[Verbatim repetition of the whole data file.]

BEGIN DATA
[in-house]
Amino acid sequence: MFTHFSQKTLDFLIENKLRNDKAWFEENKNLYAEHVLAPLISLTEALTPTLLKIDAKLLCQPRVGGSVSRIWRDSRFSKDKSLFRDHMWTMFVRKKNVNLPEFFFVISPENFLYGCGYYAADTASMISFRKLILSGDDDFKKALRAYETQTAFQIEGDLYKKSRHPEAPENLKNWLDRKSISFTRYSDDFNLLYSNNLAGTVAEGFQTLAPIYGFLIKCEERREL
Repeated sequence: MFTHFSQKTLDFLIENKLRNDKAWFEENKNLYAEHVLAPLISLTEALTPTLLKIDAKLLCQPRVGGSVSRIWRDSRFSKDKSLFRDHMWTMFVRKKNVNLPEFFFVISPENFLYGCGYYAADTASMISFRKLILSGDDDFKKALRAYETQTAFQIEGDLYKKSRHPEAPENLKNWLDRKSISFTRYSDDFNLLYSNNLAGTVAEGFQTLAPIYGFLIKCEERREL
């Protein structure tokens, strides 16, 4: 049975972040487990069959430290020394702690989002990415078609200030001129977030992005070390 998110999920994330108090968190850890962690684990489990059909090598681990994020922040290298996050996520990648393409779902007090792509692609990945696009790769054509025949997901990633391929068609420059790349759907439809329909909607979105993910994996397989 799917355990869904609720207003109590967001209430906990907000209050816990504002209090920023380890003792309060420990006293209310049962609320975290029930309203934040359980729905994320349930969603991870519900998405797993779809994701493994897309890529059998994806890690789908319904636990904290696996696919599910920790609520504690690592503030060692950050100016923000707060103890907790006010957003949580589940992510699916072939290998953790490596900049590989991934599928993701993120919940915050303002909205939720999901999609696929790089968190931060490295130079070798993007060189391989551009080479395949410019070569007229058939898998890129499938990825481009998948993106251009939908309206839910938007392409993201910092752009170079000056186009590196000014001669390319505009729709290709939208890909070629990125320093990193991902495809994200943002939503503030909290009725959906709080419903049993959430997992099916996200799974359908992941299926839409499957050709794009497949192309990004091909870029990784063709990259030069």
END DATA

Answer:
[in-house]
Amino acid sequence: MFTHFSQKTLDFLIENKLRNDKAWFEENKNLYAEHVLAPLISLTEALTPTLLKIDAKLLCQPRVGGSVSRIWRDSRFSKDKSLFRDHMWTMFVRKKNVNLPEFFFVISPENFLYGCGYYAADTASMISFRKLILSGDDDFKKALRAYETQTAFQIEGDLYKKSRHPEAPENLKNWLDRKSISFTRYSDDFNLLYSNNLAGTVAEGFQTLAPIYGFLIKCEERREL
Repeated sequence: MFTHFSQKTLDFLIENKLRNDKAWFEENKNLYAEHVLAPLISLTEALTPTLLKIDAKLLCQPRVGGSVSRIWRDSRFSKDKSLFRDHMWTMFVRKKNVNLPEFFFVISPENFLYGCGYYAADTASMISFRKLILSGDDDFKKALRAYETQTAFQIEGDLYKKSRHPEAPENLKNWLDRKSISFTRYSDDFNLLYSNNLAGTVAEGFQTLAPIYGFLIKCEERREL
């Protein structure tokens, strides 16, 4: 049975972040487990069959430290020394702690989002990415078609200030001129977030992005070390 998110999920994330108090968190850890962690684990489990059909090598681990994020922040290298996050996520990648393409779902007090792509692609990945696009790769054509025949997901990633391929068609420059790349759907439809329909909607979105993910994996397989 799917355990869904609720207003109590967001209430906990907000209050816990504002209090920023380890003792309060420990006293209310049962609320975290029930309203934040359980729905994320349930969603991870519900998405797993779809994701493994897309890529059998994806890690789908319904636990904290696996696919599910920790609520504690690592503030060692950050100016923000707060103890907790006010957003949580589940992510699916072939290998953790490596900049590989991934599928993701993120919940915050303002909205939720999901999609696929790089968190931060490295130079070798993007060189391989551009080479395949410019070569007229058939898998890129499938990825481009998948993106251009939908309206839910938007392409993201910092752009170079000056186009590196000014001669390319505009729709290709939208890909070629990125320093990193991902495809994200943002939503503030909290009725959906709080419903049993959430997992099916996200799974359908992941299926839409499957050709794009497949192309990004091909870029990784063709990259030069």